Thursday, September 03, 2009

Getting to the red planet - an idea...

This idea builds upon the inherent urge on the part of the human species to explore the unknown and if necessary give up their lives in the quest - characteristics that were in vogue a couple of hundred years back but terribly out of fashion now... (outlandish yet possible).

To put a human on Mars within the lifetime of America’s current generation, only one scheme is feasible, and this feasible concept challenges our traditional thinking about risk and the value of life. The mission must be a one-way trip. It’s possible that the crew might consist of only one person. For the first manned landing on Mars, there can be no provision for the space traveler to return to Earth. We should call such a solo mission the “Spirit of the Lone Eagle” in honor of Charles Lindbergh, the original “Lone Eagle” who flew solo across the Atlantic. The manned Mars mission (which could be arranged to occur in 2017, just 90 years after Lindbergh’s famous flight) will require a person of special ability who can accept a great challenge.
Return to Earth from the Martian surface is a daunting technical problem for which current technology offers no obvious solution. Realistically, there aren’t even any schemes based on futuristic technology that are likely to be perfected within the next 20 years. When we eliminate the need to launch off Mars, we remove the mission’s most daunting obstacle. Huge engineering challenges remain, but without a Mars launch, we can reasonably expect to devise a program that may be accomplished within the scope of current technology.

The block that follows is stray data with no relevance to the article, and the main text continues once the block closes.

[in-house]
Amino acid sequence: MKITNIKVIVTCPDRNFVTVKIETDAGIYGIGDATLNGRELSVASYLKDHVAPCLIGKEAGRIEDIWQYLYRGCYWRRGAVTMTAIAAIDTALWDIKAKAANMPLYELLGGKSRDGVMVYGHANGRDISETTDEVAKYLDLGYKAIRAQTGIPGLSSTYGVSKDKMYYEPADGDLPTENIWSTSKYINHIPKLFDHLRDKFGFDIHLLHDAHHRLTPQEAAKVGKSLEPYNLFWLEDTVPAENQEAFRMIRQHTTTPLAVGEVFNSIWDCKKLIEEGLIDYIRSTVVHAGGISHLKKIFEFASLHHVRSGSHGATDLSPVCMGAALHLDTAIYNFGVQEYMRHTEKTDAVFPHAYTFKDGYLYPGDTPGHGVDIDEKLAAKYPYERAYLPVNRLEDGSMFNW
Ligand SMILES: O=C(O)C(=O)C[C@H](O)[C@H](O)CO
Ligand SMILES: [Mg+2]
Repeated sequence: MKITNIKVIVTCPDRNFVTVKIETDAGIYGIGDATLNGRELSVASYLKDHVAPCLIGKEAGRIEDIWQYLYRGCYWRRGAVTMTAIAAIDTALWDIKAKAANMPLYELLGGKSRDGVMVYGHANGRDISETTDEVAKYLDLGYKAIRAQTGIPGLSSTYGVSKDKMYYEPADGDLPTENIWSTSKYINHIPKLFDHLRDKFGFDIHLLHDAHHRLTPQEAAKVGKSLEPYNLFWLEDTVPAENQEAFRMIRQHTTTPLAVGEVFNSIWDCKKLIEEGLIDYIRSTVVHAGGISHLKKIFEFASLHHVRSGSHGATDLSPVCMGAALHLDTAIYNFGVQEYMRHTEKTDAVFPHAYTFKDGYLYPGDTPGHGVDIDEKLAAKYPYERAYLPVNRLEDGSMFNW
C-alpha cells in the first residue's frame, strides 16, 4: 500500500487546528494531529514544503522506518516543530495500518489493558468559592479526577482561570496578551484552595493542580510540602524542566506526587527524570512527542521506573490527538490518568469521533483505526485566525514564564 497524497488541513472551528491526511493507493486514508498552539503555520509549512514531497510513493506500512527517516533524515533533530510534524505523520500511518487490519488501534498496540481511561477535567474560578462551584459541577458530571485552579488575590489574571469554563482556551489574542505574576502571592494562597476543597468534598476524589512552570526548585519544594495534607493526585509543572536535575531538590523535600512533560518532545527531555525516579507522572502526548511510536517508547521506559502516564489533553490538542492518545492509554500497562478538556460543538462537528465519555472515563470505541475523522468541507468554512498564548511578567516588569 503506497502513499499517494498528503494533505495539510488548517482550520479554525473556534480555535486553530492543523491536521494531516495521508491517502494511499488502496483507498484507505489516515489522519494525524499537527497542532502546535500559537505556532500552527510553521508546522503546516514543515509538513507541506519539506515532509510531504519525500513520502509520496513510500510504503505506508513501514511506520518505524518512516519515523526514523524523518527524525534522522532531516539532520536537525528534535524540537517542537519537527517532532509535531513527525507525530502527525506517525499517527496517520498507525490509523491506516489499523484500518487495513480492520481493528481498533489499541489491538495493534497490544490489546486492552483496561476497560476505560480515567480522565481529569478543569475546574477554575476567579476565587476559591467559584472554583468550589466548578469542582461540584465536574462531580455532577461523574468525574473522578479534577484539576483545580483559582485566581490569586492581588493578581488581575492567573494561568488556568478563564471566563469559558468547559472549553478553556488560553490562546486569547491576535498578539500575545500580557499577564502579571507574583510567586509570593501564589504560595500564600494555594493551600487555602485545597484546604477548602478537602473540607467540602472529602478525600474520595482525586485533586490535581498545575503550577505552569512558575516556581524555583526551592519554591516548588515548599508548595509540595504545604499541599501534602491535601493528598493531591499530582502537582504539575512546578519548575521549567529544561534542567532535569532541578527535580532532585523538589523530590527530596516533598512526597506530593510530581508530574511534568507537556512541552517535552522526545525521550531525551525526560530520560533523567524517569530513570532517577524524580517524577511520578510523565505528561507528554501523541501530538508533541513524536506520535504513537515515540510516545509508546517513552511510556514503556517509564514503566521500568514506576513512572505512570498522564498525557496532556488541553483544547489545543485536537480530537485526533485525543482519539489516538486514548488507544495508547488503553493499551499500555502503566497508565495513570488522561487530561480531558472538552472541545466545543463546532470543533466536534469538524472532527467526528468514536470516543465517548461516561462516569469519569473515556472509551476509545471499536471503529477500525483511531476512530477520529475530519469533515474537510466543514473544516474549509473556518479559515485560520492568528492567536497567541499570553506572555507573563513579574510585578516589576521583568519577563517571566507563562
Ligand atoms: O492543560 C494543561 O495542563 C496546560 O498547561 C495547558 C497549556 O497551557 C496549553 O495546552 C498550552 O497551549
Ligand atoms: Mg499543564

...The first human mission to Mars might even consist of a male/female team. Such a privileged couple would follow in the tradition of creation stories common to many human religions. The historic (they might even become legendary) pair would repeat, on an interplanetary scale, the early migrations that populated our world. Precedence exists, since genetic studies suggest that some current populations descended from very tiny groups, perhaps only one family of adventurous travelers.

(For the more scientifically inclined, a fascinating video of launch/orbital mechanics here...)

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